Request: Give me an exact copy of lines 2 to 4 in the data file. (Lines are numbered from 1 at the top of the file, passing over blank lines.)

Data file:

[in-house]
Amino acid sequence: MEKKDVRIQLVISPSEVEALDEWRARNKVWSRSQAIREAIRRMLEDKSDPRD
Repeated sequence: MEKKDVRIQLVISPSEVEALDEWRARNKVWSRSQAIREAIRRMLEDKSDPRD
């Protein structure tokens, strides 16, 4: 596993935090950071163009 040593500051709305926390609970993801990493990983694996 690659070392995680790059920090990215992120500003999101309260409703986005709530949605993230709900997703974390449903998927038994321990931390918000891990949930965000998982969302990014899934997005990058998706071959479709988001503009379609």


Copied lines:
Amino acid sequence: MEKKDVRIQLVISPSEVEALDEWRARNKVWSRSQAIREAIRRMLEDKSDPRD
Repeated sequence: MEKKDVRIQLVISPSEVEALDEWRARNKVWSRSQAIREAIRRMLEDKSDPRD
């Protein structure tokens, strides 16, 4: 596993935090950071163009 040593500051709305926390609970993801990493990983694996 690659070392995680790059920090990215992120500003999101309260409703986005709530949605993230709900997703974390449903998927038994321990931390918000891990949930965000998982969302990014899934997005990058998706071959479709988001503009379609």